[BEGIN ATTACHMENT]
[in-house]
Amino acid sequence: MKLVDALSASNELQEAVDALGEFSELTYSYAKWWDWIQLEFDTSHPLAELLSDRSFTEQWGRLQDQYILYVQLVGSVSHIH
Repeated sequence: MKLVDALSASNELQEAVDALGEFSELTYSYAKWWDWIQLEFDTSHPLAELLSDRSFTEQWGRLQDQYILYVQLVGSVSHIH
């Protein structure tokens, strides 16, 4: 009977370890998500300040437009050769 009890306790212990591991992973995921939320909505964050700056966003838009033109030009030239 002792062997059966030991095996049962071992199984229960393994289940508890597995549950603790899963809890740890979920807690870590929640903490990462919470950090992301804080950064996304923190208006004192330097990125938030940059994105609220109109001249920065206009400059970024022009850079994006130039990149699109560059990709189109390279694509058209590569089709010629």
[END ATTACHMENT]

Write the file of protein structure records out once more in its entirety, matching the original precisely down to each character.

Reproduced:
[in-house]
Amino acid sequence: MKLVDALSASNELQEAVDALGEFSELTYSYAKWWDWIQLEFDTSHPLAELLSDRSFTEQWGRLQDQYILYVQLVGSVSHIH
Repeated sequence: MKLVDALSASNELQEAVDALGEFSELTYSYAKWWDWIQLEFDTSHPLAELLSDRSFTEQWGRLQDQYILYVQLVGSVSHIH
């Protein structure tokens, strides 16, 4: 009977370890998500300040437009050769 009890306790212990591991992973995921939320909505964050700056966003838009033109030009030239 002792062997059966030991095996049962071992199984229960393994289940508890597995549950603790899963809890740890979920807690870590929640903490990462919470950090992301804080950064996304923190208006004192330097990125938030940059994105609220109109001249920065206009400059970024022009850079994006130039990149699109560059990709189109390279694509058209590569089709010629």